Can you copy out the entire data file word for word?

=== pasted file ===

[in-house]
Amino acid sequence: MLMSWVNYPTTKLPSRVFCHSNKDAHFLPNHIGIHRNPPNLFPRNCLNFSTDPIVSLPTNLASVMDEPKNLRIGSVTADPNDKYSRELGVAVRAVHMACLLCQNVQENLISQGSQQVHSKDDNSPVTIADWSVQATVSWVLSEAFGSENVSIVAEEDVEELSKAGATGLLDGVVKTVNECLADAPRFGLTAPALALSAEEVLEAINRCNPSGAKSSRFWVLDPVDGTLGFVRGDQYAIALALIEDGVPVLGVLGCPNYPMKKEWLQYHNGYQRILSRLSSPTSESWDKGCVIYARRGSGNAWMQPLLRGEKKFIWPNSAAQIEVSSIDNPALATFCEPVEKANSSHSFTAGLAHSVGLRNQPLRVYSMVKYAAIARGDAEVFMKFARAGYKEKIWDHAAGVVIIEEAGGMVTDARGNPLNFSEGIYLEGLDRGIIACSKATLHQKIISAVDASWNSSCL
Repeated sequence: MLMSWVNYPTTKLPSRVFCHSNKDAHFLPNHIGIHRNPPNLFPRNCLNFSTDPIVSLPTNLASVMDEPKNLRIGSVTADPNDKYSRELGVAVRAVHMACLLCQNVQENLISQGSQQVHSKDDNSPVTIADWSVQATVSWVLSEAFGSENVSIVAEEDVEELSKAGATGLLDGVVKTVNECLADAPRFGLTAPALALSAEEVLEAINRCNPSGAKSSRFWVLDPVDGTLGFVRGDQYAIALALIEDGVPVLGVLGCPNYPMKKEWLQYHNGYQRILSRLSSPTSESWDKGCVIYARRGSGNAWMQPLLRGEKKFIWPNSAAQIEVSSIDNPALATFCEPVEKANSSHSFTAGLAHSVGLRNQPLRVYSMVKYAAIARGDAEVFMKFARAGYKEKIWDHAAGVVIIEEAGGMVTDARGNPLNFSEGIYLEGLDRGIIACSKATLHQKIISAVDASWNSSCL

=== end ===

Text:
[in-house]
Amino acid sequence: MLMSWVNYPTTKLPSRVFCHSNKDAHFLPNHIGIHRNPPNLFPRNCLNFSTDPIVSLPTNLASVMDEPKNLRIGSVTADPNDKYSRELGVAVRAVHMACLLCQNVQENLISQGSQQVHSKDDNSPVTIADWSVQATVSWVLSEAFGSENVSIVAEEDVEELSKAGATGLLDGVVKTVNECLADAPRFGLTAPALALSAEEVLEAINRCNPSGAKSSRFWVLDPVDGTLGFVRGDQYAIALALIEDGVPVLGVLGCPNYPMKKEWLQYHNGYQRILSRLSSPTSESWDKGCVIYARRGSGNAWMQPLLRGEKKFIWPNSAAQIEVSSIDNPALATFCEPVEKANSSHSFTAGLAHSVGLRNQPLRVYSMVKYAAIARGDAEVFMKFARAGYKEKIWDHAAGVVIIEEAGGMVTDARGNPLNFSEGIYLEGLDRGIIACSKATLHQKIISAVDASWNSSCL
Repeated sequence: MLMSWVNYPTTKLPSRVFCHSNKDAHFLPNHIGIHRNPPNLFPRNCLNFSTDPIVSLPTNLASVMDEPKNLRIGSVTADPNDKYSRELGVAVRAVHMACLLCQNVQENLISQGSQQVHSKDDNSPVTIADWSVQATVSWVLSEAFGSENVSIVAEEDVEELSKAGATGLLDGVVKTVNECLADAPRFGLTAPALALSAEEVLEAINRCNPSGAKSSRFWVLDPVDGTLGFVRGDQYAIALALIEDGVPVLGVLGCPNYPMKKEWLQYHNGYQRILSRLSSPTSESWDKGCVIYARRGSGNAWMQPLLRGEKKFIWPNSAAQIEVSSIDNPALATFCEPVEKANSSHSFTAGLAHSVGLRNQPLRVYSMVKYAAIARGDAEVFMKFARAGYKEKIWDHAAGVVIIEEAGGMVTDARGNPLNFSEGIYLEGLDRGIIACSKATLHQKIISAVDASWNSSCL